Models in risk management : wrong but useful / Helgard Raubenheimer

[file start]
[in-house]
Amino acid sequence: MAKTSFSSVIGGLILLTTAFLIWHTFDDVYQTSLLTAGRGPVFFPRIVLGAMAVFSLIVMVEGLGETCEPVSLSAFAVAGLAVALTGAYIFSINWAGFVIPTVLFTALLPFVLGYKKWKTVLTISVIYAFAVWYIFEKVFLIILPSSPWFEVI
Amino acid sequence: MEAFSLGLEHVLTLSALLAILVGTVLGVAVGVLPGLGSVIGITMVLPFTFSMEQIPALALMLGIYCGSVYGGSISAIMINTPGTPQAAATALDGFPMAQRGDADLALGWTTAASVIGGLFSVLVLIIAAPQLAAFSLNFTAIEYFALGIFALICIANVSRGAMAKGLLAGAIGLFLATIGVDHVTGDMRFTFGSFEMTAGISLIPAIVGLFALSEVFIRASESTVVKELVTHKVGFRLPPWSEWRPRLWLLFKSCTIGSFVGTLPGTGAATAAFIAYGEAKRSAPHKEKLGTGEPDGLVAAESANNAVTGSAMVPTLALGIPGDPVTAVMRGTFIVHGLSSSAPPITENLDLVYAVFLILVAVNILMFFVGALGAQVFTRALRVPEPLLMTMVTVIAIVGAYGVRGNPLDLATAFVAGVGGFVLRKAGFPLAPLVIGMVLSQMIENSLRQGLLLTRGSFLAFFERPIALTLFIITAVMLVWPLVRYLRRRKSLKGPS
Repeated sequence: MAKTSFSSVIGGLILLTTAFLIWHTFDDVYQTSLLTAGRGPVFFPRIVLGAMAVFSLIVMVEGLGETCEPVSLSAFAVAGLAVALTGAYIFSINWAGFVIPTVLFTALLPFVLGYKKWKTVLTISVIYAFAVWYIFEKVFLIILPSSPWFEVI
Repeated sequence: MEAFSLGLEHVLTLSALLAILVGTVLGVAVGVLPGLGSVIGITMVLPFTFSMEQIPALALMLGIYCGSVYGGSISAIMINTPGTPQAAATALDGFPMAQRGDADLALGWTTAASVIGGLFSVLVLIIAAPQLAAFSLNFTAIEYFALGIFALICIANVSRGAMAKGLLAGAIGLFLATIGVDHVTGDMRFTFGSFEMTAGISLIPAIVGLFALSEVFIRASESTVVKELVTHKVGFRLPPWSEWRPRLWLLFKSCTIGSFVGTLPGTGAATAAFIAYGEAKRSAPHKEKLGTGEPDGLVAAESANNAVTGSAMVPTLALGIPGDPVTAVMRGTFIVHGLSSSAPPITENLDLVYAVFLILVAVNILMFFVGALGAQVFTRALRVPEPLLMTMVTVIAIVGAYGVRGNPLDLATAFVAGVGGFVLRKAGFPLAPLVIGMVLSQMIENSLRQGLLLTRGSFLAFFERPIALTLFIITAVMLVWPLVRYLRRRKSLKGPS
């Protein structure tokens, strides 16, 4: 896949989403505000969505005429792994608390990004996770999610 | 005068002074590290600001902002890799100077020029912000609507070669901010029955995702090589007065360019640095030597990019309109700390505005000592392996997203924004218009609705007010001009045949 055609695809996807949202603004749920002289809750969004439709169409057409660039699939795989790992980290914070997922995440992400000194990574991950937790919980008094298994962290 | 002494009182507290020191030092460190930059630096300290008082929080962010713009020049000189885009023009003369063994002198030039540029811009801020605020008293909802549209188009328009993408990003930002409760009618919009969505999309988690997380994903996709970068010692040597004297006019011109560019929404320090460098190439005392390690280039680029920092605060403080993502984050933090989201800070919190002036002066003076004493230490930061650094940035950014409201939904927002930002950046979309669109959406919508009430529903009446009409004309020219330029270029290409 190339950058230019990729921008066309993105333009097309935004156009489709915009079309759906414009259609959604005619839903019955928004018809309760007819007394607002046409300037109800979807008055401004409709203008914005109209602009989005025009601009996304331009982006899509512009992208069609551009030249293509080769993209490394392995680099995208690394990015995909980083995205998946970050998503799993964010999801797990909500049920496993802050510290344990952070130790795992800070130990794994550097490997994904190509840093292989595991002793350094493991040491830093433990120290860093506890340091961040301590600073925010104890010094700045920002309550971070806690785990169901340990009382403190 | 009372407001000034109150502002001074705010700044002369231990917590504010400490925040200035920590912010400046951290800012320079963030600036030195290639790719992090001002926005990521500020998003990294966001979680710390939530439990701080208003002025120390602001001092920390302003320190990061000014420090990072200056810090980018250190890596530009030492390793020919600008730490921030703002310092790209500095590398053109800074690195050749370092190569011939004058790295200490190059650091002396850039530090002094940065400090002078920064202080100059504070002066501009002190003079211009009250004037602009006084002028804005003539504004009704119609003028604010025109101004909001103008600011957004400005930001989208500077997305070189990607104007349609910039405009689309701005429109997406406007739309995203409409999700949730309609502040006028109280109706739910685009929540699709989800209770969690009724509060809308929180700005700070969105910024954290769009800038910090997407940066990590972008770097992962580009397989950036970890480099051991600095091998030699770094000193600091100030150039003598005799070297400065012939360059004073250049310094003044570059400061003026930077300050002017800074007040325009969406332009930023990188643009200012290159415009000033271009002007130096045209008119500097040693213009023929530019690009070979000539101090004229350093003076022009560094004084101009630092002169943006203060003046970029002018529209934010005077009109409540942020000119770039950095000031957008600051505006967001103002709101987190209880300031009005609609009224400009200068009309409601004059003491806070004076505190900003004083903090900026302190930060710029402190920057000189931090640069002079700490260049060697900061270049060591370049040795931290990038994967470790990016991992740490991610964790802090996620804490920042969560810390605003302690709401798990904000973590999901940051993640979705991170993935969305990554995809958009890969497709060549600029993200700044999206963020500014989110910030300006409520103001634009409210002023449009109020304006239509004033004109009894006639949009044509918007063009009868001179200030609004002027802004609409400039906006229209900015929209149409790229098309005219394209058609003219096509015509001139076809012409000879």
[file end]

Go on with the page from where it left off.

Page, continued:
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Financial institutions include a wide range of business operations within the financial sector, including banks, insurance companies, brokerage firms, and investment companies. Society relies on the smooth functioning of the financial system and has a shared interest in its stability. Therefore financial institutions are regulated by the national government or central bank. Regulatory frameworks such as Basel and Solvency II were initially motivated to prevent institutions from insolvency and safeguard against systematic risk to protect stakeholders such as customers, policyholders, shareholders and, more broadly, society. Quantitative risk management is the science that uses probability and statistics to model the financial risks arising from these institutions and to address the regulatory frameworks. Generally, the models used in quantitative risk management are an approximation to an unknown, complex reality and model risk may arise from using inappropriate or inaccurate models when assessing or managing financial risks. We will discuss the critical role of these models in quantitative risk management and highlight some of the past failures of these models and where they are successfully used.